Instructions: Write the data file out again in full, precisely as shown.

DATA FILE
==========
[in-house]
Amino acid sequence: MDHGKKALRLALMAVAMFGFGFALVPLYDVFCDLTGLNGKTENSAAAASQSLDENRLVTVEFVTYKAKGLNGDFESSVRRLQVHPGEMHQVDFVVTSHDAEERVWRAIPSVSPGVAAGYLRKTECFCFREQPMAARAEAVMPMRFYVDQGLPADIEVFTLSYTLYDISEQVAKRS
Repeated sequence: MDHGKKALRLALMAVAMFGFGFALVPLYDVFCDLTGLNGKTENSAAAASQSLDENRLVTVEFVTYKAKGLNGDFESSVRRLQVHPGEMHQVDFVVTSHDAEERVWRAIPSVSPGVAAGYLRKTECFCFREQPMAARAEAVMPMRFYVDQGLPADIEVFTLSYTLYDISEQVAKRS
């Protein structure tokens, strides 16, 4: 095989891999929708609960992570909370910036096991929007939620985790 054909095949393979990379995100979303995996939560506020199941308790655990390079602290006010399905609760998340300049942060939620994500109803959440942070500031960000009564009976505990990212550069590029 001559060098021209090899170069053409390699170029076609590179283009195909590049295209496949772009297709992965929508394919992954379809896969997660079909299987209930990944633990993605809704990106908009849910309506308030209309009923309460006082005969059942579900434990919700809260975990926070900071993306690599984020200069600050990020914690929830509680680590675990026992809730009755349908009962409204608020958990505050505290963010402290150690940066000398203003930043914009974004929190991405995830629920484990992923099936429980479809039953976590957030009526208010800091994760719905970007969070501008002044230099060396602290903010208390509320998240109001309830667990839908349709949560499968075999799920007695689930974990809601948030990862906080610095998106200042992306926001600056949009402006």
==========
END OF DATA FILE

[in-house]
Amino acid sequence: MDHGKKALRLALMAVAMFGFGFALVPLYDVFCDLTGLNGKTENSAAAASQSLDENRLVTVEFVTYKAKGLNGDFESSVRRLQVHPGEMHQVDFVVTSHDAEERVWRAIPSVSPGVAAGYLRKTECFCFREQPMAARAEAVMPMRFYVDQGLPADIEVFTLSYTLYDISEQVAKRS
Repeated sequence: MDHGKKALRLALMAVAMFGFGFALVPLYDVFCDLTGLNGKTENSAAAASQSLDENRLVTVEFVTYKAKGLNGDFESSVRRLQVHPGEMHQVDFVVTSHDAEERVWRAIPSVSPGVAAGYLRKTECFCFREQPMAARAEAVMPMRFYVDQGLPADIEVFTLSYTLYDISEQVAKRS
């Protein structure tokens, strides 16, 4: 095989891999929708609960992570909370910036096991929007939620985790 054909095949393979990379995100979303995996939560506020199941308790655990390079602290006010399905609760998340300049942060939620994500109803959440942070500031960000009564009976505990990212550069590029 001559060098021209090899170069053409390699170029076609590179283009195909590049295209496949772009297709992965929508394919992954379809896969997660079909299987209930990944633990993605809704990106908009849910309506308030209309009923309460006082005969059942579900434990919700809260975990926070900071993306690599984020200069600050990020914690929830509680680590675990026992809730009755349908009962409204608020958990505050505290963010402290150690940066000398203003930043914009974004929190991405995830629920484990992923099936429980479809039953976590957030009526208010800091994760719905970007969070501008002044230099060396602290903010208390509320998240109001309830667990839908349709949560499968075999799920007695689930974990809601948030990862906080610095998106200042992306926001600056949009402006």